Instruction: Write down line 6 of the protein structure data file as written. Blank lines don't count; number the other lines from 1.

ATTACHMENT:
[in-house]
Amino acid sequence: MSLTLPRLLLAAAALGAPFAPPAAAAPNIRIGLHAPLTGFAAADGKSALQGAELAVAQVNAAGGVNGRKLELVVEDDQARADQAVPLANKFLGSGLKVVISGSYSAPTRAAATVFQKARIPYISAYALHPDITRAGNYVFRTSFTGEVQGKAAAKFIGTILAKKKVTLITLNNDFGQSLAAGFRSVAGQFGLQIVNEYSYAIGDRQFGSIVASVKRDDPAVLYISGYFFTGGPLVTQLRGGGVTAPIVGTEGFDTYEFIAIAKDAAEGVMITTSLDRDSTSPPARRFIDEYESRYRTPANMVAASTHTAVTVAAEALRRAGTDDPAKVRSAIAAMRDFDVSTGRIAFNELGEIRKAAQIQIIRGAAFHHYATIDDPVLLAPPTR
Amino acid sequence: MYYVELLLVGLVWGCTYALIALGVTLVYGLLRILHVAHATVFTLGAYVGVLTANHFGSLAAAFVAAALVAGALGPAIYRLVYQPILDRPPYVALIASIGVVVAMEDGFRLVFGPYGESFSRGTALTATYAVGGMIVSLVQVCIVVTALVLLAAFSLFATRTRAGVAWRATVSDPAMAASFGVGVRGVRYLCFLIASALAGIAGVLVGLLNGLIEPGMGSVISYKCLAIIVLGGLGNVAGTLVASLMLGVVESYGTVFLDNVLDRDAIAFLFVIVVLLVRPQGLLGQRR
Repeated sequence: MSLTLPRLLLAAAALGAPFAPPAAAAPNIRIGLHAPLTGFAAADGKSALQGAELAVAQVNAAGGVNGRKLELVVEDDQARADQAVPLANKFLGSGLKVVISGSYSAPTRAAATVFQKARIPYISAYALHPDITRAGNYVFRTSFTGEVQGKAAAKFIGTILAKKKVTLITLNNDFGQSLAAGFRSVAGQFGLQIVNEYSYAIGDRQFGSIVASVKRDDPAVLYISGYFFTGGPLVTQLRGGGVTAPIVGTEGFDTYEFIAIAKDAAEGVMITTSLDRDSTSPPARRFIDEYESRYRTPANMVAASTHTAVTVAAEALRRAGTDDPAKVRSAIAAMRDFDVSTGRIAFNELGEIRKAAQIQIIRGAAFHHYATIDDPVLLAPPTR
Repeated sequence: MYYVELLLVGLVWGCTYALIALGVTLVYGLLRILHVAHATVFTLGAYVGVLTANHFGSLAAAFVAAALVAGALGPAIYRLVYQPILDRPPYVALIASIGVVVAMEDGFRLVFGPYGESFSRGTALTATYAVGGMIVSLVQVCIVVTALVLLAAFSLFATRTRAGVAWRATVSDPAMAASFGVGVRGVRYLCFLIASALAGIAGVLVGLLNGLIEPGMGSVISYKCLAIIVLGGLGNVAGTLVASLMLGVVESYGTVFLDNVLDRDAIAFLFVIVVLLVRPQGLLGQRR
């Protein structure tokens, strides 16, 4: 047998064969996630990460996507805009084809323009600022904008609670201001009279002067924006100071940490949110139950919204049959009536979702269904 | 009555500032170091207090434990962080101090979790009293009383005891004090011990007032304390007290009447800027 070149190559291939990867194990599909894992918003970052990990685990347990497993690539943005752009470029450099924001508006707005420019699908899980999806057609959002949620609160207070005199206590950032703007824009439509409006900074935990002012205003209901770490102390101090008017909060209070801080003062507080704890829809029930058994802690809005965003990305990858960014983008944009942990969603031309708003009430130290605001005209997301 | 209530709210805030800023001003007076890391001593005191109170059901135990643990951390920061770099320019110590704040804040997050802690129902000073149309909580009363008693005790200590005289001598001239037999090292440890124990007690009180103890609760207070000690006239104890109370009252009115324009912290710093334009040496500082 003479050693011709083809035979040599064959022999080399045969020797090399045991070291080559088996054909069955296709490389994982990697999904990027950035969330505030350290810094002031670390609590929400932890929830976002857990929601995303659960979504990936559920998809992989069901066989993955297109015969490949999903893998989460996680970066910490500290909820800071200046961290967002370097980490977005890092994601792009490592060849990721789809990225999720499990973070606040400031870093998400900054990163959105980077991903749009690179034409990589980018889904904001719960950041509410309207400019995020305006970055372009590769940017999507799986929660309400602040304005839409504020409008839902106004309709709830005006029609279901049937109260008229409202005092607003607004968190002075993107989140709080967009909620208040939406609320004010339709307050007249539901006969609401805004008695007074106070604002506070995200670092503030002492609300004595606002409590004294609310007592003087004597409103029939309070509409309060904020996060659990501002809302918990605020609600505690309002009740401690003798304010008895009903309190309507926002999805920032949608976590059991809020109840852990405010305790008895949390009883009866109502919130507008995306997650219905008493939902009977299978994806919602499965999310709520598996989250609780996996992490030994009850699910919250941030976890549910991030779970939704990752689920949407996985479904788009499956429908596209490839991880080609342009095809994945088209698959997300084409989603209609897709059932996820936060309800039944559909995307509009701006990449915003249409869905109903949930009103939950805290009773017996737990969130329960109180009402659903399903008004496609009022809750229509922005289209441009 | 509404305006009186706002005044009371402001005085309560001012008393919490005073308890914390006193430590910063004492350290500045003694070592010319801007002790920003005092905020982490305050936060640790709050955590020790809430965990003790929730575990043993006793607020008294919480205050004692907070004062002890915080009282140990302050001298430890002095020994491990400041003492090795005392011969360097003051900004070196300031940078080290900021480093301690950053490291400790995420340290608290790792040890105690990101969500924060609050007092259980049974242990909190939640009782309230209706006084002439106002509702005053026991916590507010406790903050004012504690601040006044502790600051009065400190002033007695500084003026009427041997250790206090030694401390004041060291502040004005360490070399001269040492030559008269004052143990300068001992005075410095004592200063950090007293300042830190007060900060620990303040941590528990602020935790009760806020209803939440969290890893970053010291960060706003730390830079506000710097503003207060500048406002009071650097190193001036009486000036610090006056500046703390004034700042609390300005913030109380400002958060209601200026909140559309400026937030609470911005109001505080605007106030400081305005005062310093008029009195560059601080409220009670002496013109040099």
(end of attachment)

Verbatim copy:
């Protein structure tokens, strides 16, 4: 047998064969996630990460996507805009084809323009600022904008609670201001009279002067924006100071940490949110139950919204049959009536979702269904 | 009555500032170091207090434990962080101090979790009293009383005891004090011990007032304390007290009447800027 070149190559291939990867194990599909894992918003970052990990685990347990497993690539943005752009470029450099924001508006707005420019699908899980999806057609959002949620609160207070005199206590950032703007824009439509409006900074935990002012205003209901770490102390101090008017909060209070801080003062507080704890829809029930058994802690809005965003990305990858960014983008944009942990969603031309708003009430130290605001005209997301 | 209530709210805030800023001003007076890391001593005191109170059901135990643990951390920061770099320019110590704040804040997050802690129902000073149309909580009363008693005790200590005289001598001239037999090292440890124990007690009180103890609760207070000690006239104890109370009252009115324009912290710093334009040496500082 003479050693011709083809035979040599064959022999080399045969020797090399045991070291080559088996054909069955296709490389994982990697999904990027950035969330505030350290810094002031670390609590929400932890929830976002857990929601995303659960979504990936559920998809992989069901066989993955297109015969490949999903893998989460996680970066910490500290909820800071200046961290967002370097980490977005890092994601792009490592060849990721789809990225999720499990973070606040400031870093998400900054990163959105980077991903749009690179034409990589980018889904904001719960950041509410309207400019995020305006970055372009590769940017999507799986929660309400602040304005839409504020409008839902106004309709709830005006029609279901049937109260008229409202005092607003607004968190002075993107989140709080967009909620208040939406609320004010339709307050007249539901006969609401805004008695007074106070604002506070995200670092503030002492609300004595606002409590004294609310007592003087004597409103029939309070509409309060904020996060659990501002809302918990605020609600505690309002009740401690003798304010008895009903309190309507926002999805920032949608976590059991809020109840852990405010305790008895949390009883009866109502919130507008995306997650219905008493939902009977299978994806919602499965999310709520598996989250609780996996992490030994009850699910919250941030976890549910991030779970939704990752689920949407996985479904788009499956429908596209490839991880080609342009095809994945088209698959997300084409989603209609897709059932996820936060309800039944559909995307509009701006990449915003249409869905109903949930009103939950805290009773017996737990969130329960109180009402659903399903008004496609009022809750229509922005289209441009 | 509404305006009186706002005044009371402001005085309560001012008393919490005073308890914390006193430590910063004492350290500045003694070592010319801007002790920003005092905020982490305050936060640790709050955590020790809430965990003790929730575990043993006793607020008294919480205050004692907070004062002890915080009282140990302050001298430890002095020994491990400041003492090795005392011969360097003051900004070196300031940078080290900021480093301690950053490291400790995420340290608290790792040890105690990101969500924060609050007092259980049974242990909190939640009782309230209706006084002439106002509702005053026991916590507010406790903050004012504690601040006044502790600051009065400190002033007695500084003026009427041997250790206090030694401390004041060291502040004005360490070399001269040492030559008269004052143990300068001992005075410095004592200063950090007293300042830190007060900060620990303040941590528990602020935790009760806020209803939440969290890893970053010291960060706003730390830079506000710097503003207060500048406002009071650097190193001036009486000036610090006056500046703390004034700042609390300005913030109380400002958060209601200026909140559309400026937030609470911005109001505080605007106030400081305005005062310093008029009195560059601080409220009670002496013109040099």